The Manitoba government has started consultations on procurement practices with a view to reducing or eliminating the costly practice of project labour agreements regarding major government projects, Infrastructure Minister Ron Schuler announced today.
“It was our promise during last year’s provincial election to shop smarter,” said Schuler. “We believe our procurement policies and tendering practices are an area where we can find savings for Manitoba taxpayers as we continue to strive to make Manitoba the most improved province in Canada.”
Under the previous government, the use of project labour agreements, which forces the unionization of all workers, were expanded to an increasing number of major projects, such as the East Side Road Authority, Bipole III and the Red River Floodway expansion. This had the effect of increasing the cost of a project, discouraging some contractors from bidding and infringing on the rights of workers, the minister said.
The Manitoba government is consulting with industry stakeholders and other affected individuals on how changes can be made to get better value for money and respect workers’ rights.
“Using government contracts to forward an ideological approach is not an acceptable practice,” Schuler said. “It is up to companies to decide which labour management strategies work for them, not government.”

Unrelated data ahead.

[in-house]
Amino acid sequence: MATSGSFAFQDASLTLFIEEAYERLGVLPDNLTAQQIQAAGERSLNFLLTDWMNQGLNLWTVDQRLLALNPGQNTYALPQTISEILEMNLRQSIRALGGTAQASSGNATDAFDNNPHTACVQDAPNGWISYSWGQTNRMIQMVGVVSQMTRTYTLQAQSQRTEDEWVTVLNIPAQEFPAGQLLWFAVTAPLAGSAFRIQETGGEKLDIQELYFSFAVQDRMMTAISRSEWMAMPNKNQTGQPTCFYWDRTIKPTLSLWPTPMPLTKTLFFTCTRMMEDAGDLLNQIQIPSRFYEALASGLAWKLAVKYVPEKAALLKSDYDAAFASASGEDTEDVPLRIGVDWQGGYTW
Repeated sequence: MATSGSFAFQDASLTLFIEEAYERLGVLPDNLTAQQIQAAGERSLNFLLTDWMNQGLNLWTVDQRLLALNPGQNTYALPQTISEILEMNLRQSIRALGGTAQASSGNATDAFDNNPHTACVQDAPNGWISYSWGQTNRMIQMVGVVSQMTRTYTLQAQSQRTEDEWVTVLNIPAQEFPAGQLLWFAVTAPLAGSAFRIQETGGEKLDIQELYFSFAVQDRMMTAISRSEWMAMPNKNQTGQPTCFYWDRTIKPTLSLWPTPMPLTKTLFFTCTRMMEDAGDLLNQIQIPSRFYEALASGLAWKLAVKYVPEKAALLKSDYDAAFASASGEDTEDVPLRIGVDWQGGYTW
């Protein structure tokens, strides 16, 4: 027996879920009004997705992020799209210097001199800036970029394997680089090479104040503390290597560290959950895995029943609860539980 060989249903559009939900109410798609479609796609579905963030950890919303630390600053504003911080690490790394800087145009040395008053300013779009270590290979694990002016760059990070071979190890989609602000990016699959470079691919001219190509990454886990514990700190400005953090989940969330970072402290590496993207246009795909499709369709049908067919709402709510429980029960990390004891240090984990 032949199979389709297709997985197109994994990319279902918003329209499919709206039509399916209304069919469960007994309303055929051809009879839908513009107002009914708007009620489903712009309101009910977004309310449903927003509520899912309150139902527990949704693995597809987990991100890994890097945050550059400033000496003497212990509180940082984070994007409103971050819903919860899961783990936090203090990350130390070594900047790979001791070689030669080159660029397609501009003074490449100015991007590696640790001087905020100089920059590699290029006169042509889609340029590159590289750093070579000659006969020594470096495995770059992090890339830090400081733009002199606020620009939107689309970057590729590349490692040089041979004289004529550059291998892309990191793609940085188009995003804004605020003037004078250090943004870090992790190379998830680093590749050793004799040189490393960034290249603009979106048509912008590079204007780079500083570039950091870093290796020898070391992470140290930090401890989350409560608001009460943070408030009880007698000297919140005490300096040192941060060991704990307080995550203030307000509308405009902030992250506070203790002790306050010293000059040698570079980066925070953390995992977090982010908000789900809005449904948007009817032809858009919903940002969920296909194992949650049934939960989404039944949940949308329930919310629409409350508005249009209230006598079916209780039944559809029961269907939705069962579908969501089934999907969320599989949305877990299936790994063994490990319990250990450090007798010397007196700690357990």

Last month, Manitoba Hydro gave notice it intends to terminate its Transmission Line Agreement, a project labour agreement for transmission-based projects, on Dec. 31, 2017. Ending the deal means the decision to use either unionized or non-union staff on Manitoba Hydro transmission projects will be up to the contractor when submitting bids, creating a larger pool of eligible contractors that will, in turn, increase competition for bids and potentially improve prices on major projects.
Manitoba Hydro’s decision was made independent of and without consultation from government, said Schuler.
“We support the decision of Manitoba Hydro in ending these types of forced unionization agreements that add costs to taxpayers and infringe on the rights of workers,” said Schuler.